Any damage caused is criminal damage. That should be reported to the police.
Do you share any living space with the 'occupier'.? I.e lounge, kitchen, bathroom. If not then the occupier may have basic rights and you will have to serve the proper notice, likely to be two months under the AST you entered into. When was the tenancy granted and for how long?
Break clause has nothing to do with non payment. It's a clause allowing early termination.
The 21 day clause is probably the forfeiture clause but this is fairly toothless in residential Tenancies. A small payment towards rent could defeat the provision.
This is a simple question and answer service. You have a difficult situation. It will depend upon the living arrangements as to whether the occupier is excluded or has basic rights. The tenancy agreement which you and the tenant completed has to be considered in light of the status of the tenant. If the tenant has basic rights then proper notice must be served and you will need a possession order from the court.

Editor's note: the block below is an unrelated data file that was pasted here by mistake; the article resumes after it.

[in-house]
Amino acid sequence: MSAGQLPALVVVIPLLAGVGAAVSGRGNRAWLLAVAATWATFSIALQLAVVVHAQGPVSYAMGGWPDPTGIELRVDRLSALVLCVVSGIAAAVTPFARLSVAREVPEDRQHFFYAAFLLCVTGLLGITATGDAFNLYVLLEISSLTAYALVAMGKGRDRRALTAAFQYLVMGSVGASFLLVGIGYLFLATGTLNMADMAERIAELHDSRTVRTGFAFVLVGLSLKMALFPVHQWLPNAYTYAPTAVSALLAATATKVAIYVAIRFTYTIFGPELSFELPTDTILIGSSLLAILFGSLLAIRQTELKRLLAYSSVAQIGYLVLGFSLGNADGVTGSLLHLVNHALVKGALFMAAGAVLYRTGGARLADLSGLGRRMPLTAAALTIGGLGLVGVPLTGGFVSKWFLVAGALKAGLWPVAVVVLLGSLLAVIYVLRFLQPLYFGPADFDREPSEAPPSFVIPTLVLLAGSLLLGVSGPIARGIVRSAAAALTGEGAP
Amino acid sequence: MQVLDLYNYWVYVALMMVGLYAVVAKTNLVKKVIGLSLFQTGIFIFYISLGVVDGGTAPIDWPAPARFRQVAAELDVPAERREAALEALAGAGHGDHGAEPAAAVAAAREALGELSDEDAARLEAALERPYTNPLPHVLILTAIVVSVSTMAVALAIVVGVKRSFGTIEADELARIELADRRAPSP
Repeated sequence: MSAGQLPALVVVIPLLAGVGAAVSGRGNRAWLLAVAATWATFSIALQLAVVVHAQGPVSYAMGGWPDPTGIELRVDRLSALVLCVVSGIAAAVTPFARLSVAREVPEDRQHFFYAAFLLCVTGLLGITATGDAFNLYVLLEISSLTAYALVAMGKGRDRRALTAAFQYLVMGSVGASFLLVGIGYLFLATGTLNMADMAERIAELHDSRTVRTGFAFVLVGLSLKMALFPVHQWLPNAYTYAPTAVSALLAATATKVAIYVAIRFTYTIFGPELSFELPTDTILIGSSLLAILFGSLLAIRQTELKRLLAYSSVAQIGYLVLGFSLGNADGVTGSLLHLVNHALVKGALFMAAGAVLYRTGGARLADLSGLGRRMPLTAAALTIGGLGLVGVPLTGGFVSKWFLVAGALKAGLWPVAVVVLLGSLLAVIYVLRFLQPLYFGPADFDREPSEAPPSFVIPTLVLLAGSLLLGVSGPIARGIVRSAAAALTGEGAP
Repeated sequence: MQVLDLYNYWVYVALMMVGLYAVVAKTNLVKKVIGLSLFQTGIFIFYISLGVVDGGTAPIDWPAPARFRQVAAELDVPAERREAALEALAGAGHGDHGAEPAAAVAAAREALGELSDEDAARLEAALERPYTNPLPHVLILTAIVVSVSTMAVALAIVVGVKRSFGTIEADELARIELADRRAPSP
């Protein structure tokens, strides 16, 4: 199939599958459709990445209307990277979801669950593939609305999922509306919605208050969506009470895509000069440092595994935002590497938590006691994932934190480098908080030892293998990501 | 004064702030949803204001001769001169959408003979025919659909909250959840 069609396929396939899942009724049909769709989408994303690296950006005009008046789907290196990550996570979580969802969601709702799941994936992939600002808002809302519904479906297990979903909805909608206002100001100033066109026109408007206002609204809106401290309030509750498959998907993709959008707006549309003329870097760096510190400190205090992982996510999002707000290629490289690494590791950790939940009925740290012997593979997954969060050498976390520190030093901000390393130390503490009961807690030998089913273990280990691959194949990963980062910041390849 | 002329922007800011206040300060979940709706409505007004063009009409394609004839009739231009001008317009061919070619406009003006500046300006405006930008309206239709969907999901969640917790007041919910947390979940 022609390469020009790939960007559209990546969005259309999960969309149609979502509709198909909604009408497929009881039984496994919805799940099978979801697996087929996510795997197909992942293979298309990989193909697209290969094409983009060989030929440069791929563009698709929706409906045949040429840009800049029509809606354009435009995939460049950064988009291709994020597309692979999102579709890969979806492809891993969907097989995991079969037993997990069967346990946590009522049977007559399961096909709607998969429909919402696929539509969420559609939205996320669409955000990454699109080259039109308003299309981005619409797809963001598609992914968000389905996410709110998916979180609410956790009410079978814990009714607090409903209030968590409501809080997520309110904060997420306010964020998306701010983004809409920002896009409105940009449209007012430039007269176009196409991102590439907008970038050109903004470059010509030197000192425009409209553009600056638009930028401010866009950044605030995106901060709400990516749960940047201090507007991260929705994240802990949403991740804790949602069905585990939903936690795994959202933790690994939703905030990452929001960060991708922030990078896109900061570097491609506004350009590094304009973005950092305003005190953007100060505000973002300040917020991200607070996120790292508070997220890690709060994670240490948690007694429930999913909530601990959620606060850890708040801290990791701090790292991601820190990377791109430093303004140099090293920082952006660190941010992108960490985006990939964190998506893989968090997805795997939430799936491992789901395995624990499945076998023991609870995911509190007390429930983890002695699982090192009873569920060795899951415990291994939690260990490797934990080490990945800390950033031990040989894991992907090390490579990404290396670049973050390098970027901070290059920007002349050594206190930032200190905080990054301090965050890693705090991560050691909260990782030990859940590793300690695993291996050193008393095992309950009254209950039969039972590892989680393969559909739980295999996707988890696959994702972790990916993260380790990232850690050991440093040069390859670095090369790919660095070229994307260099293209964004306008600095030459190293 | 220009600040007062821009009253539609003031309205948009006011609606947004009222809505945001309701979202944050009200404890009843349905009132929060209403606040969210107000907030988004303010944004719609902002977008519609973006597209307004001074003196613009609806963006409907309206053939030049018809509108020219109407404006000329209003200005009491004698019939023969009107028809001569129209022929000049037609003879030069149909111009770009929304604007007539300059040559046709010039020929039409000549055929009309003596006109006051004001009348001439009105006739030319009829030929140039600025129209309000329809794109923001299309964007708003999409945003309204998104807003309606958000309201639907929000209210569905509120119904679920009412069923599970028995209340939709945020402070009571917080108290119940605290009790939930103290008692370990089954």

Non payment of Rent is a ground to apply for possession and depending on the type of notice served there is a set notice period, which can be as little as two weeks. Damage to property is another ground.
I would advise going to a local firm which has a property litigator. Have a ring round, sometimes you can get an initial meeting free if charge. Ensure to have at hand details of arrears, any written demands, and written correspondence between you and the occupier, details of intimidating behaviour (what when), details of any damage to property, what / when. The litigator can assess the appropriate notice and serve.